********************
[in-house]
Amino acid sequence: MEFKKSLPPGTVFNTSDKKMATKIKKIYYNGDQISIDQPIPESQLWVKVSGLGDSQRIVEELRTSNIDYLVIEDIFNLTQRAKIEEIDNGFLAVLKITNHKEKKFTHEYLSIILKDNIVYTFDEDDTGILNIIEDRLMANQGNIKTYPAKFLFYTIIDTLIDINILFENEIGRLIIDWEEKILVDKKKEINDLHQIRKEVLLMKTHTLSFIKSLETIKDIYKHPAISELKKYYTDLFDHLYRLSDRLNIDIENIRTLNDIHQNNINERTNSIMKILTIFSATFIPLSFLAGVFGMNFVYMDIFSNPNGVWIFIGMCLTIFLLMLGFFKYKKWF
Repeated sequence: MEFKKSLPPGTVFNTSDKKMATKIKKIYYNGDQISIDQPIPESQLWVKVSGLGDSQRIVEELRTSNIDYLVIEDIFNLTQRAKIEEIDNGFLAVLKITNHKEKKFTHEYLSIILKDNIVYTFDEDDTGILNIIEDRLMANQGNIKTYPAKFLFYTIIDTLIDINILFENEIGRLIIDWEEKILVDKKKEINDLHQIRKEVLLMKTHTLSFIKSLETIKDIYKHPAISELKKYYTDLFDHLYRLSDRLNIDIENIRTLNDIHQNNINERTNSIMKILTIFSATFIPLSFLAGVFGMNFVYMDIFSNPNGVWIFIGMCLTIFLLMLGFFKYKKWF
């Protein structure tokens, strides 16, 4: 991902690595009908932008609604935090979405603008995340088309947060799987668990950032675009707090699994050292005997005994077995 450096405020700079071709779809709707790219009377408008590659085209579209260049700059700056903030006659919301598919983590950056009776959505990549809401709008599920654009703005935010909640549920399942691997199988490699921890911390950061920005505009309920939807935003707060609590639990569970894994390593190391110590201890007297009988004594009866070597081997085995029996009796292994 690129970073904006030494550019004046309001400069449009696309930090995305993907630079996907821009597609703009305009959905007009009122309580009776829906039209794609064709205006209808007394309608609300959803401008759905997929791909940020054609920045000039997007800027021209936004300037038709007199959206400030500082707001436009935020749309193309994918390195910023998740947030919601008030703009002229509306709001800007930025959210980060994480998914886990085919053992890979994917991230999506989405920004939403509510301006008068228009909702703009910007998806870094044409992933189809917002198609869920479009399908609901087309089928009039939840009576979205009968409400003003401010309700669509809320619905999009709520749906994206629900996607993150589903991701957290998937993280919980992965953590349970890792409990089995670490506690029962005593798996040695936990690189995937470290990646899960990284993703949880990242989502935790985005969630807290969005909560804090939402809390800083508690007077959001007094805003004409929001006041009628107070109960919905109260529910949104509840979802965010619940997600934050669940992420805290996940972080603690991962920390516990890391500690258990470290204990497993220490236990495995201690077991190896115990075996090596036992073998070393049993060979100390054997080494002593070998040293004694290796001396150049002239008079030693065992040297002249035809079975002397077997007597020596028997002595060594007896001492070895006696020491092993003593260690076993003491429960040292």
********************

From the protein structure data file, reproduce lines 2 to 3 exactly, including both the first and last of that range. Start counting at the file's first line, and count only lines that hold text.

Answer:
Amino acid sequence: MEFKKSLPPGTVFNTSDKKMATKIKKIYYNGDQISIDQPIPESQLWVKVSGLGDSQRIVEELRTSNIDYLVIEDIFNLTQRAKIEEIDNGFLAVLKITNHKEKKFTHEYLSIILKDNIVYTFDEDDTGILNIIEDRLMANQGNIKTYPAKFLFYTIIDTLIDINILFENEIGRLIIDWEEKILVDKKKEINDLHQIRKEVLLMKTHTLSFIKSLETIKDIYKHPAISELKKYYTDLFDHLYRLSDRLNIDIENIRTLNDIHQNNINERTNSIMKILTIFSATFIPLSFLAGVFGMNFVYMDIFSNPNGVWIFIGMCLTIFLLMLGFFKYKKWF
Repeated sequence: MEFKKSLPPGTVFNTSDKKMATKIKKIYYNGDQISIDQPIPESQLWVKVSGLGDSQRIVEELRTSNIDYLVIEDIFNLTQRAKIEEIDNGFLAVLKITNHKEKKFTHEYLSIILKDNIVYTFDEDDTGILNIIEDRLMANQGNIKTYPAKFLFYTIIDTLIDINILFENEIGRLIIDWEEKILVDKKKEINDLHQIRKEVLLMKTHTLSFIKSLETIKDIYKHPAISELKKYYTDLFDHLYRLSDRLNIDIENIRTLNDIHQNNINERTNSIMKILTIFSATFIPLSFLAGVFGMNFVYMDIFSNPNGVWIFIGMCLTIFLLMLGFFKYKKWF